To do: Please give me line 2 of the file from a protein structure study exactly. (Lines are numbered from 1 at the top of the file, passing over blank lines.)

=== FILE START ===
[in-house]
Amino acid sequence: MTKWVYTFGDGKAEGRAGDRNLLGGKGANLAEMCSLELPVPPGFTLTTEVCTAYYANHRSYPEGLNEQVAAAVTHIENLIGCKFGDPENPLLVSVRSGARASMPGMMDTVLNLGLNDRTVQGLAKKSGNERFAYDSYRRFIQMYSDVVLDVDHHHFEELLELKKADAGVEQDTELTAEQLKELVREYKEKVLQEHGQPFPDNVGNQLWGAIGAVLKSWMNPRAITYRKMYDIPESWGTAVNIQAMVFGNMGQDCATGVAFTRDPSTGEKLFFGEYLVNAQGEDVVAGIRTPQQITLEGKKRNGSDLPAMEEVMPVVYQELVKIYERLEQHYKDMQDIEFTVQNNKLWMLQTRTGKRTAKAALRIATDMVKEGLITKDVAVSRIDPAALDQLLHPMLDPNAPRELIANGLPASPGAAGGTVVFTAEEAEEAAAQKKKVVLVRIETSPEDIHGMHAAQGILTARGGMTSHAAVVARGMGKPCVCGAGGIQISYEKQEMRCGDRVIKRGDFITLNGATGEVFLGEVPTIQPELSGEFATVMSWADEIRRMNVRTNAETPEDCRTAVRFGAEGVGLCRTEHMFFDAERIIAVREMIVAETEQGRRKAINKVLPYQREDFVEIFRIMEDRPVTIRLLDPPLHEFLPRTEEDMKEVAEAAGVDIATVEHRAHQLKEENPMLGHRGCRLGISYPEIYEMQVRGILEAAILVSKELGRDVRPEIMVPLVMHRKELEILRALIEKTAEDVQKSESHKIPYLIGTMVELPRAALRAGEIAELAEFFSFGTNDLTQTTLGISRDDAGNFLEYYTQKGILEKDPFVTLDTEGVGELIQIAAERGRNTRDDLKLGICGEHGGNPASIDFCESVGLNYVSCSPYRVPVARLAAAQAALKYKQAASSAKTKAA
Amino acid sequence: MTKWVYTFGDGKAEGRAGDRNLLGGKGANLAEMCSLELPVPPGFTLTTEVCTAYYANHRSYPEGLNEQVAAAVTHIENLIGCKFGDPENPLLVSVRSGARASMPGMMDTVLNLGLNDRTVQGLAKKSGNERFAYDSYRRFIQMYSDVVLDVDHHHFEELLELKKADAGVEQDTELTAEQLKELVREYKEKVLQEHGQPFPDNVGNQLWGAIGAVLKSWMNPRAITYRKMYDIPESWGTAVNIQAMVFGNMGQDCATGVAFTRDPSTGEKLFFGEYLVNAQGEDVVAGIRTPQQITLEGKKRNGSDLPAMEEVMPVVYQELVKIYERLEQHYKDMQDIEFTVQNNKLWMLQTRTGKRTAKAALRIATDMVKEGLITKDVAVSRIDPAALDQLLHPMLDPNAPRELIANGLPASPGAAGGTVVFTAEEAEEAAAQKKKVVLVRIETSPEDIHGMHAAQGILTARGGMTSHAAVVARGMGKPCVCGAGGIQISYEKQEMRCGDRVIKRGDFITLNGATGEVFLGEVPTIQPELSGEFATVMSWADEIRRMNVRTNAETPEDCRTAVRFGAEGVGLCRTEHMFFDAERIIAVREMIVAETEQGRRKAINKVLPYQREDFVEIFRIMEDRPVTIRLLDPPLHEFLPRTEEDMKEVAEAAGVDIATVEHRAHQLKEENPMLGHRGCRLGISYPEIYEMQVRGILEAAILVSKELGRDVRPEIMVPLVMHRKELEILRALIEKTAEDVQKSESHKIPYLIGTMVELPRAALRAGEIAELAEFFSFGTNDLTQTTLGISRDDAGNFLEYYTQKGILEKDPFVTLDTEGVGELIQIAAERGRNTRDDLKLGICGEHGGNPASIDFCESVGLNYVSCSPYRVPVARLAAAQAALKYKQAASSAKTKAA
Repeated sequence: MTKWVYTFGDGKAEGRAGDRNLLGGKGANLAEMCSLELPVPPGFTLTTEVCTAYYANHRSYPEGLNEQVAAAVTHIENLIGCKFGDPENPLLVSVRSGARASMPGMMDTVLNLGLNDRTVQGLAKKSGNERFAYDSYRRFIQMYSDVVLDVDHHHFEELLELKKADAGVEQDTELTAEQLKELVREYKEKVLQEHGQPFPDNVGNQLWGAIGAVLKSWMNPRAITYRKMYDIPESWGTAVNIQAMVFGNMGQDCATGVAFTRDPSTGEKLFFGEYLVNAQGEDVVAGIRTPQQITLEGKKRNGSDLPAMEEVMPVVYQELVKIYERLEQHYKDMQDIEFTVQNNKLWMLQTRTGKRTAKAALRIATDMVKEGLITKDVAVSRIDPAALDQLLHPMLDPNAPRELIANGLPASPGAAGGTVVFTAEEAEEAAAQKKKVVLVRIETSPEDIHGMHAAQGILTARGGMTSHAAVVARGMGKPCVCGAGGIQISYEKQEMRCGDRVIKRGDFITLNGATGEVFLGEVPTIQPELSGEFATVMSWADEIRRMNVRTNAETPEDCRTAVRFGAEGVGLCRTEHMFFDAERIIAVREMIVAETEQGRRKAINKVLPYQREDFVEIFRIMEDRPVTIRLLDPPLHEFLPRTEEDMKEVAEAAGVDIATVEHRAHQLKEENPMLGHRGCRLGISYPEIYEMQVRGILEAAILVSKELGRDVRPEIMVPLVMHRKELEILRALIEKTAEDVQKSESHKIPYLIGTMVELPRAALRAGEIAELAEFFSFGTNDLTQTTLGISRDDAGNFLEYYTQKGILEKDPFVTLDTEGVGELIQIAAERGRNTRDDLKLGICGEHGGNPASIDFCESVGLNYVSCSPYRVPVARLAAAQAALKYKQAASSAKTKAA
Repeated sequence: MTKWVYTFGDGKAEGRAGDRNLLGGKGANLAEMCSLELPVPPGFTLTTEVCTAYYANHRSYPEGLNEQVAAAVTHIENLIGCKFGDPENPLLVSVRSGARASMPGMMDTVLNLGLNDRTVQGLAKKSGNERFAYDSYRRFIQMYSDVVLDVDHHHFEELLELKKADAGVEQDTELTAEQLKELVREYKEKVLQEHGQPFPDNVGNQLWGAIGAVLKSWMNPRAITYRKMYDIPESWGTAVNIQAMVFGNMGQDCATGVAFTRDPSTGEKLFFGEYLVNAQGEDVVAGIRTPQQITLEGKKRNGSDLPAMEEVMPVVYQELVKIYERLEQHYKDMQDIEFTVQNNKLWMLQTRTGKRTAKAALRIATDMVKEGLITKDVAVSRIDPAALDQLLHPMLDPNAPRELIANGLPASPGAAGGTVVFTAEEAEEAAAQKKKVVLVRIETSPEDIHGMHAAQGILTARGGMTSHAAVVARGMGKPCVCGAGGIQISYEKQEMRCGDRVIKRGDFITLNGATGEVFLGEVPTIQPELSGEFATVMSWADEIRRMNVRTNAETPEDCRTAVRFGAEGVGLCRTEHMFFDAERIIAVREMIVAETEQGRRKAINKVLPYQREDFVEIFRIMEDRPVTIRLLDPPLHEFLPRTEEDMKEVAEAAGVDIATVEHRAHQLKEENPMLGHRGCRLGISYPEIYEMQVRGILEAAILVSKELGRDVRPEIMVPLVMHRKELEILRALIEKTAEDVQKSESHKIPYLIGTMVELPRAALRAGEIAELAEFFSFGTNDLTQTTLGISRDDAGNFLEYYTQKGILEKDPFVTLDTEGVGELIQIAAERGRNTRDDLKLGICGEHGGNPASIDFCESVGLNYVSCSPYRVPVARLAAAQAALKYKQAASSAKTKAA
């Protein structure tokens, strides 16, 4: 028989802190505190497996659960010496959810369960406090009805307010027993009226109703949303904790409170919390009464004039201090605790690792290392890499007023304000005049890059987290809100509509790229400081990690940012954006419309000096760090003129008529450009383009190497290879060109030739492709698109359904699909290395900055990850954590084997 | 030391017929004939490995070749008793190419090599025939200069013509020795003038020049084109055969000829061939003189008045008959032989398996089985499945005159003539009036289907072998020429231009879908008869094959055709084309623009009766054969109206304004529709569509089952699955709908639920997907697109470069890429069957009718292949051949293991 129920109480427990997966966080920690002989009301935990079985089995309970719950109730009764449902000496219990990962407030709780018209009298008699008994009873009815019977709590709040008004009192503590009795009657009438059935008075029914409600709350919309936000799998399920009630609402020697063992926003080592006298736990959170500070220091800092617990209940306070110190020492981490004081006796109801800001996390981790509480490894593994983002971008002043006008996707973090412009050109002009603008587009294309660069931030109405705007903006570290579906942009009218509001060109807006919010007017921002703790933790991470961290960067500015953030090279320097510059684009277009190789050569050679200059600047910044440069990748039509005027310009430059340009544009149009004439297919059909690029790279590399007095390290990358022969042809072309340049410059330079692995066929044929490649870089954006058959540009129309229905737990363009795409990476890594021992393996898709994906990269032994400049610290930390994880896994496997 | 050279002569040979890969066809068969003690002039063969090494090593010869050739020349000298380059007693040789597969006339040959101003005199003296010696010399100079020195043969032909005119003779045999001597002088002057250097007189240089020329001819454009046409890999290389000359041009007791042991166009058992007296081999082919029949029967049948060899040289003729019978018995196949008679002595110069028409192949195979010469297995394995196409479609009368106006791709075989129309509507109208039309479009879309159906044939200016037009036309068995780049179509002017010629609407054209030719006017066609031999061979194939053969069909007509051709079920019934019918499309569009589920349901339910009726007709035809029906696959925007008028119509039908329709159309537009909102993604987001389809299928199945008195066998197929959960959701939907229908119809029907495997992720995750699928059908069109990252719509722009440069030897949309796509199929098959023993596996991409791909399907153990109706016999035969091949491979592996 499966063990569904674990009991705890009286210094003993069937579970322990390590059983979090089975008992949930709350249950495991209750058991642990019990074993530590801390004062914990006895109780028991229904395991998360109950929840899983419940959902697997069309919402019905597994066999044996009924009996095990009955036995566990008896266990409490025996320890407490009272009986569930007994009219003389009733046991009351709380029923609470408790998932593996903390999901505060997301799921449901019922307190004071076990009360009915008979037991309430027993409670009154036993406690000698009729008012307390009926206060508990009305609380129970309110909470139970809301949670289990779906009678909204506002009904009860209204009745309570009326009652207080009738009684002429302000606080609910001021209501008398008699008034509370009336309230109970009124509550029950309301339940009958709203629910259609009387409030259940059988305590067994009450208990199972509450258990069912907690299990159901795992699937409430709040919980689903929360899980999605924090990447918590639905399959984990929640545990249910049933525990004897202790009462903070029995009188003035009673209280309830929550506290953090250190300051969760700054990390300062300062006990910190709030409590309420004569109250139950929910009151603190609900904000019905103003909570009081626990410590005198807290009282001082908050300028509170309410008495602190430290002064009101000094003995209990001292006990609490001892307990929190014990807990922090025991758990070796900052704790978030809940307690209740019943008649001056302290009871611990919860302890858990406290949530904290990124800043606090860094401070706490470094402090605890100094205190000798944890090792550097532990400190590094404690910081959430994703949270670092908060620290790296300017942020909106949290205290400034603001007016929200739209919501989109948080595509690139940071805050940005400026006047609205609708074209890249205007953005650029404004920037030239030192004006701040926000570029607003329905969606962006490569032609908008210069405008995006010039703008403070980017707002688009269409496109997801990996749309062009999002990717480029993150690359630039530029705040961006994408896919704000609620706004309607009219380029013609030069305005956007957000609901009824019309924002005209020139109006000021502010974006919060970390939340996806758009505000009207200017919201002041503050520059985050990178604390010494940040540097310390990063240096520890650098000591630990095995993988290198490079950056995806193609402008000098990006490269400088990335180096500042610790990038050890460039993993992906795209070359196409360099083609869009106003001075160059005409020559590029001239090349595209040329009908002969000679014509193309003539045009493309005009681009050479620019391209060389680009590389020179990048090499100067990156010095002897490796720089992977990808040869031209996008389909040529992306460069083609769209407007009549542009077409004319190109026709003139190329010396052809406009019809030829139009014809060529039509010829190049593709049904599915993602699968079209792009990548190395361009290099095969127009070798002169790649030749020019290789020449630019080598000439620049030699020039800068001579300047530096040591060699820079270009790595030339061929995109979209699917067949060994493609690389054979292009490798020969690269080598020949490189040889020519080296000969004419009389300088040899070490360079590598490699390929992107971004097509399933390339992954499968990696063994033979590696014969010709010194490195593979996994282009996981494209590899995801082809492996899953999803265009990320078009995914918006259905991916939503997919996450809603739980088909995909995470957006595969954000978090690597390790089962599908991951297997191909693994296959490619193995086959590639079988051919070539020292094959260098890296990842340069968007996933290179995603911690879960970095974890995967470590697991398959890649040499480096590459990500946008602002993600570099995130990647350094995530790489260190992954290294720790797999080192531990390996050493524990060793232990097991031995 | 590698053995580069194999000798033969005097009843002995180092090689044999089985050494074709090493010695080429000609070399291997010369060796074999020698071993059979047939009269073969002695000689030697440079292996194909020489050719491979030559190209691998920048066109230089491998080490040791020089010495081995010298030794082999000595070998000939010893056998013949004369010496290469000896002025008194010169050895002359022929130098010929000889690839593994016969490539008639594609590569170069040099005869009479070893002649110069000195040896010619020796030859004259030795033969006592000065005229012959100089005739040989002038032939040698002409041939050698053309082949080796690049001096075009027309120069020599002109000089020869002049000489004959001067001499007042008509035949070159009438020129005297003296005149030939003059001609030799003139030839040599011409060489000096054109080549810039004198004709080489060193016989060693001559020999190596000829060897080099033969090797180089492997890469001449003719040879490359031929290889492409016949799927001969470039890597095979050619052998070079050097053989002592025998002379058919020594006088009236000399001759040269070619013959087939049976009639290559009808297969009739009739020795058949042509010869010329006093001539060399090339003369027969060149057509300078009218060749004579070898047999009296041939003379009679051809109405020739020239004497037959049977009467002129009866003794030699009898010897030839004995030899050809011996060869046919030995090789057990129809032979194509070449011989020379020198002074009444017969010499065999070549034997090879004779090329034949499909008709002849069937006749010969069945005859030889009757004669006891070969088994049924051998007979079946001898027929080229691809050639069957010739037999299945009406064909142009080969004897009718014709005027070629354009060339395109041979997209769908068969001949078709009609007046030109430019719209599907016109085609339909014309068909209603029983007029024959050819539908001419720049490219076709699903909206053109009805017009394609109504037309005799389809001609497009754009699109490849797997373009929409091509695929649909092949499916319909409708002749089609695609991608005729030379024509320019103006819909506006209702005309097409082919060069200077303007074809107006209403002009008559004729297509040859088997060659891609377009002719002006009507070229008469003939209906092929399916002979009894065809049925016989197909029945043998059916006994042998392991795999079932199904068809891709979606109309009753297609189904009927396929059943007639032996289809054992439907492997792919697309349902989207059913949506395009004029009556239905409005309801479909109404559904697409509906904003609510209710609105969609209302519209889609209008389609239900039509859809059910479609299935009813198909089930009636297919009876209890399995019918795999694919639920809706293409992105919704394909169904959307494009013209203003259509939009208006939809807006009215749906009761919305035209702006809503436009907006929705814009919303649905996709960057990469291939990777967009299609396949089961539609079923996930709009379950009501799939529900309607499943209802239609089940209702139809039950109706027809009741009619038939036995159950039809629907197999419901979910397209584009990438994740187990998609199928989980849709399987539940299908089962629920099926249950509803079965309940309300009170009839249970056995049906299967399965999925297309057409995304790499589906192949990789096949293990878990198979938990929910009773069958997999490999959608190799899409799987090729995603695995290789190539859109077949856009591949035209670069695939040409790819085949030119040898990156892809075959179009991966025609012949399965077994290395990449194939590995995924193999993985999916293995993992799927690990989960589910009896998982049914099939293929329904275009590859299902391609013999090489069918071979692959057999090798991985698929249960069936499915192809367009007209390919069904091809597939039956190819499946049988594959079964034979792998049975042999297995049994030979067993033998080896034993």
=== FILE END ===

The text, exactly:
Amino acid sequence: MTKWVYTFGDGKAEGRAGDRNLLGGKGANLAEMCSLELPVPPGFTLTTEVCTAYYANHRSYPEGLNEQVAAAVTHIENLIGCKFGDPENPLLVSVRSGARASMPGMMDTVLNLGLNDRTVQGLAKKSGNERFAYDSYRRFIQMYSDVVLDVDHHHFEELLELKKADAGVEQDTELTAEQLKELVREYKEKVLQEHGQPFPDNVGNQLWGAIGAVLKSWMNPRAITYRKMYDIPESWGTAVNIQAMVFGNMGQDCATGVAFTRDPSTGEKLFFGEYLVNAQGEDVVAGIRTPQQITLEGKKRNGSDLPAMEEVMPVVYQELVKIYERLEQHYKDMQDIEFTVQNNKLWMLQTRTGKRTAKAALRIATDMVKEGLITKDVAVSRIDPAALDQLLHPMLDPNAPRELIANGLPASPGAAGGTVVFTAEEAEEAAAQKKKVVLVRIETSPEDIHGMHAAQGILTARGGMTSHAAVVARGMGKPCVCGAGGIQISYEKQEMRCGDRVIKRGDFITLNGATGEVFLGEVPTIQPELSGEFATVMSWADEIRRMNVRTNAETPEDCRTAVRFGAEGVGLCRTEHMFFDAERIIAVREMIVAETEQGRRKAINKVLPYQREDFVEIFRIMEDRPVTIRLLDPPLHEFLPRTEEDMKEVAEAAGVDIATVEHRAHQLKEENPMLGHRGCRLGISYPEIYEMQVRGILEAAILVSKELGRDVRPEIMVPLVMHRKELEILRALIEKTAEDVQKSESHKIPYLIGTMVELPRAALRAGEIAELAEFFSFGTNDLTQTTLGISRDDAGNFLEYYTQKGILEKDPFVTLDTEGVGELIQIAAERGRNTRDDLKLGICGEHGGNPASIDFCESVGLNYVSCSPYRVPVARLAAAQAALKYKQAASSAKTKAA